Cultural and behavioural change from the political elites is also required as paradoxically, its status as the world's largest democracy has engendered and encouraged the 'vote bank' nature of party politics. This has stymied consensual and sweeping reform and encouraged the politicisation of counter-terrorism. Initiating reform and instilling a streamlined decision-making process has also hampered what is perceived as a bloated and turgid bureaucratic machine. It is interesting to note that Transparency International ranks India eighty-fourth on the Index of Corruption (out of 180 countries measured), with a rating of 3.4 out of 10, but this is a marked improvement from 2.7 in 2001 and it is considered the least corrupt country in South Asia.

 

Making greater use of international co-operation

 

To further bolster capabilities, the Indian government is establishing new ties and building on extensive cooperation and intelligence sharing with international partners. India and the EU are looking into counter-terrorism cooperation with an emphasis on intelligence sharing, research and development of skills of counter-terrorism security forces. The European Union's Counter-Terrorism head, Gilles de Kerchove is keen to gain insights into Indian tactics to curb financing of terrorist cells and work against the so-called Hawala channels. India would also benefit from assessing the efficacy of National Counter Terrorism Centres within EU countries.

 

The burgeoning India-US relationship has also brought tangible benefits, with the long established Counter Terrorism Joint Working Group (CTJWG) helping to institutionalise cooperation in intelligence sharing, legal issues and surveillance amongst other areas. Indian security agencies have already increased their dealings with the FBI and CIA and this relationship has in turn aided and improved domestic expertise and techniques. In response to the Mumbai attacks, the FBI sent a rapid deployment team which was able to use advanced forensic and technical exploitation techniques to develop critical leads for US and Indian investigations into the attack. The visit of Prime Minister Manmohan to the US (who was also the beneficiary of President Obama's first State Dinner) will bolster India's prestige on the global stage, reaffirming shared values of democracy, human rights and the rule of law. It will alsoproject the image that India is a vital  cog in the US AfPak regional strategy with the signing of the  Memorandum of Understanding on 'Advancing Global Security and Countering Terrorism' integral to this. The FBI recently alerted India to Lashkar-e-Taiba (LeT) plots against the National Defence College in New Dehli and Taj Mahal. This information came to light following the US arrest of David Headley and Tahawwur Rana, who were allegedly planning the attacks, aided by LeT handlers in Pakistan. The US and India have been sharing information on Headley and Rana and the ongoing investigation indicates that both were part of the larger LeT conspiracy behind 26/11 (as indicated by the sharing of phone records of the alleged attackers by Indian and US intelligence agencies).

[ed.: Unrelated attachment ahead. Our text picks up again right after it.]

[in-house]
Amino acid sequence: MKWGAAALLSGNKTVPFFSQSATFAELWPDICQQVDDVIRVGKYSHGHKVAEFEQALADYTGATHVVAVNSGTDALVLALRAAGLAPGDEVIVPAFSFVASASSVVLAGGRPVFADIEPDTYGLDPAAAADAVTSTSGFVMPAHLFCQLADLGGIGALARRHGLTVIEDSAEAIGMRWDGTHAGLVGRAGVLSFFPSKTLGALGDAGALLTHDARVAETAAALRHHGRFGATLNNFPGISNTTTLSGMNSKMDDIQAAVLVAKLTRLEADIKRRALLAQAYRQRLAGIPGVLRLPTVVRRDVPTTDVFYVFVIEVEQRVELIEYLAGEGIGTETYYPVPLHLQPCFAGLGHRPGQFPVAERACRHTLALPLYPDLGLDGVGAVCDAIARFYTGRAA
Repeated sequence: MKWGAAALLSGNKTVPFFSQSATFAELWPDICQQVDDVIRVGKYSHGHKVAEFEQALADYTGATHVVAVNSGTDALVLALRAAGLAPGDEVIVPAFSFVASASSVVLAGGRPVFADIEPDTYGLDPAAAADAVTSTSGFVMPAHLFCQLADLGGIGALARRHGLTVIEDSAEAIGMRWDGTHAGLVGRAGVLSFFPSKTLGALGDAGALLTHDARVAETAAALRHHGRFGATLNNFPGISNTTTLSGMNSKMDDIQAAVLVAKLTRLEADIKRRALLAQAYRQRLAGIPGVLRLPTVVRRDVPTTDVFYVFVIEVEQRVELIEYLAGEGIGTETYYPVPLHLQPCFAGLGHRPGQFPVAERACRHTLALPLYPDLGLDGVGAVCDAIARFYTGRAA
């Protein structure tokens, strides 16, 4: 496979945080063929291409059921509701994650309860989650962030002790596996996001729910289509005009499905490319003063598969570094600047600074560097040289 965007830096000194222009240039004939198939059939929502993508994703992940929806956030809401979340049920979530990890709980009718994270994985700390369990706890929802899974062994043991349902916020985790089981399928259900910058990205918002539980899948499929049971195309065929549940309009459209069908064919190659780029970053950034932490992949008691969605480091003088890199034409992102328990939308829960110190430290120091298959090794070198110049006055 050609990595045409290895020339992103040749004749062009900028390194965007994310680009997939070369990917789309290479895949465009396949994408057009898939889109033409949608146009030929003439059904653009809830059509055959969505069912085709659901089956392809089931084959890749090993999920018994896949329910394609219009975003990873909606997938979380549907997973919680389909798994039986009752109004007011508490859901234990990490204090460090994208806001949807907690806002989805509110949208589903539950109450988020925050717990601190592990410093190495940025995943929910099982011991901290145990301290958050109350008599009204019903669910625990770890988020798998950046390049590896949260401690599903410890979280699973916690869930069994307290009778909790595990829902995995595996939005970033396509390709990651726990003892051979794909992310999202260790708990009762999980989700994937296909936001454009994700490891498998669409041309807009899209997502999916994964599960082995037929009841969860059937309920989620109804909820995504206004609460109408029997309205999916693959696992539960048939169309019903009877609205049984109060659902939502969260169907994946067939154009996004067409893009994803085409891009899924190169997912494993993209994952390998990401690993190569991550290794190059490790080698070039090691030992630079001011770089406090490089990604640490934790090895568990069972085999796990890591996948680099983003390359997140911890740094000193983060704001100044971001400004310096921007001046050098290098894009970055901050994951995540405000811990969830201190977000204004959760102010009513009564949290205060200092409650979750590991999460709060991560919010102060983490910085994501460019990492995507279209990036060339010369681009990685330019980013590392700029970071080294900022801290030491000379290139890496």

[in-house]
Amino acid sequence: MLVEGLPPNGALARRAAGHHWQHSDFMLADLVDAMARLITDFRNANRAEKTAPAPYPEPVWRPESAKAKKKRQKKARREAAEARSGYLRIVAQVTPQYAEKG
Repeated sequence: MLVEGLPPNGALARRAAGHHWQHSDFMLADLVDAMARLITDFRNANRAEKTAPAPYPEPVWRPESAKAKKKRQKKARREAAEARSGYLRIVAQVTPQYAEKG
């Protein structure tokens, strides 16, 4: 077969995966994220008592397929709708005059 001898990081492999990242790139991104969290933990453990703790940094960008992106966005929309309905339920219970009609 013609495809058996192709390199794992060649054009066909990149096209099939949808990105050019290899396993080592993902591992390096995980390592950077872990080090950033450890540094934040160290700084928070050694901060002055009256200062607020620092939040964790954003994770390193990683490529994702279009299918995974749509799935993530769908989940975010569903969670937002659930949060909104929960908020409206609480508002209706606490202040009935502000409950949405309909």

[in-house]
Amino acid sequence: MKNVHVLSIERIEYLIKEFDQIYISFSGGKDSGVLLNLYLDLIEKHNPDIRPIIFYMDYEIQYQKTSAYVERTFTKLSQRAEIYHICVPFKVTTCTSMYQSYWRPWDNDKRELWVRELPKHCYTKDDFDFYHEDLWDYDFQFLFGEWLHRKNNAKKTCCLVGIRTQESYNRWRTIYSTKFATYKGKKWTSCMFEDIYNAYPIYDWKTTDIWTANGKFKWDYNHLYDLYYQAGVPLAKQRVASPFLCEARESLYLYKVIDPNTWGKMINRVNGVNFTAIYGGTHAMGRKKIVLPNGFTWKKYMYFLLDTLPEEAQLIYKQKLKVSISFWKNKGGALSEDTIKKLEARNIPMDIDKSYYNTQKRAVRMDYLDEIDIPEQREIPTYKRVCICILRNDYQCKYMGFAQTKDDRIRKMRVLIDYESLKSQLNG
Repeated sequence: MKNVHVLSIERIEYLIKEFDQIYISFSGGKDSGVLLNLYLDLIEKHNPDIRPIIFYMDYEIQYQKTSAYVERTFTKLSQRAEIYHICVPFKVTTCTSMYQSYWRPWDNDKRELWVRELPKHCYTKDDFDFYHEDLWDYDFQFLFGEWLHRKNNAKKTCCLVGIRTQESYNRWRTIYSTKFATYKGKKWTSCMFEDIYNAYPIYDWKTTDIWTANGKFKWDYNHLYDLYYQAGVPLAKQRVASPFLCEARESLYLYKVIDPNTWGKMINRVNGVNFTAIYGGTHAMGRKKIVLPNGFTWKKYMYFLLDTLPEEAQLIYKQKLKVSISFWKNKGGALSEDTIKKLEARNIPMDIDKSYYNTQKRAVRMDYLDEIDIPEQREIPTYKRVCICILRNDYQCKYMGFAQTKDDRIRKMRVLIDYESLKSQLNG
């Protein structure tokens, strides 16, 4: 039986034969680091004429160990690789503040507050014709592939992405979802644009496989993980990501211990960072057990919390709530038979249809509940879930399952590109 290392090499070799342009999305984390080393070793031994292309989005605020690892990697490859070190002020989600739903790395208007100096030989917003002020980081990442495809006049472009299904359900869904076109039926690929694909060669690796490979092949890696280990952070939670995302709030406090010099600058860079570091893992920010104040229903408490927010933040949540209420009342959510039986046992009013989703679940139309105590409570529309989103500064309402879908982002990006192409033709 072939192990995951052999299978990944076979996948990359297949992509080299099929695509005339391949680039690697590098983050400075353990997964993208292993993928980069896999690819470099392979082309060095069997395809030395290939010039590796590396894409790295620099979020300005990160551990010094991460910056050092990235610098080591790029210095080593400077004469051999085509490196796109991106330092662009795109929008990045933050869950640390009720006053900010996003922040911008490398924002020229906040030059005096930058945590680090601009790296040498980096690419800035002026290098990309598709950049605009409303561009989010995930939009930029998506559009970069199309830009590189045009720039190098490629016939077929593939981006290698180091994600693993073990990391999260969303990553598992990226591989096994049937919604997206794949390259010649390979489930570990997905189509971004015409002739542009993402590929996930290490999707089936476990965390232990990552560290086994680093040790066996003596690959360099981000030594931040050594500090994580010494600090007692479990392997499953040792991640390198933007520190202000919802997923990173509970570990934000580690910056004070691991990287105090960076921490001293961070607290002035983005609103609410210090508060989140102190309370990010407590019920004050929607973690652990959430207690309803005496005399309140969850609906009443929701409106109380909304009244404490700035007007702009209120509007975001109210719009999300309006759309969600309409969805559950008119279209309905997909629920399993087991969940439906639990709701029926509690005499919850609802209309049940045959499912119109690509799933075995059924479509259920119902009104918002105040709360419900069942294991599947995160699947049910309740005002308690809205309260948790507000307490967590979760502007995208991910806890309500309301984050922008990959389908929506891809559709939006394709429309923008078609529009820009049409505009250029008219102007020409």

Aiding these developments has been the US-Pakistan relationship, with the US acting as an interlocutor and classified information on LeT being forwarded to the Indians. Two of Headley and Rana's handlers in Pakistan were also arrested in October by Pakistani authorities at the behest of the US, but India, due to Pakistani obfuscation has not been privy to the details. This is indicative of continuing Pakistani stonewalling regarding India's frequent requests for information on the LeT hierarchy accused of 26/11. India has so far handed over eight dossiers of evidence to the Pakistani government to help speed up its investigation process but for the Indians, the Pakistani response has so far been disappointing, despite seven suspects being put on trial, including the LeT operations commander, Zaki-ur-Rahman. Prior to the latest dossier being handed over, Pakistan claimed that India were funding and aiding the Taliban and encouraging the insurgency in Balochistan. This serves to highlight how the Pakistani response has been diluted due to its own internal dysfunctional state, with the government also attempting to beat back militancy in the Swat Valley and unrest in the Tribal Areas bordering Afghanistan. The latest dynamics of the US-Pakistan relationship has seemingly subdued the activities of the LeT and the conditions attached to the recently passed Kerry-Lugar Bill providing US civilian aid to Pakistan will further shoehorn the Pakistani government to curb militant groups and cross-border terrorism. This is particularly apt as the Indian Home Minister, P Chidambaram has said another 26/11 style attack will call for a significant response. Prime Minister Singh's US visit also served as an ideal opportunity to voice Indian concerns over the Pakistani misappropriation of US aid and to seek greater scrutiny to prevent the misuse of funds. US involvement in cooling tensions between the two neighbouring nuclear powers is paramount, deterring the Pakistani military and intelligence services  from utilising its proxies to attack India whilst also requiring Pakistani troops for the offensive in the Tribal Areas against the Taliban. A repeat of 26/11 by terrorists trained, financed and equipped in Pakistan would derail a rapprochement between India and Pakistan. This would however be advantageous to the Pakistani military, as the spectre of Indian retaliation would keep Rawalpindi in a powerful position vis-à-vis the civilian government in Islamabad.

Despite the current conditions and the fact that another Mumbai style incident has not occurred, India must rapidly continue to develop and enhance its security and counter-terrorism apparatus and oil the bureaucratic wheels to ensure this continues apace.

The views expressed above are the author's own, and do not necessarily reflect those of RUSI


keywords
WRITTEN BY

Avnish Patel

Research Event Officer

View profile



Explore our related content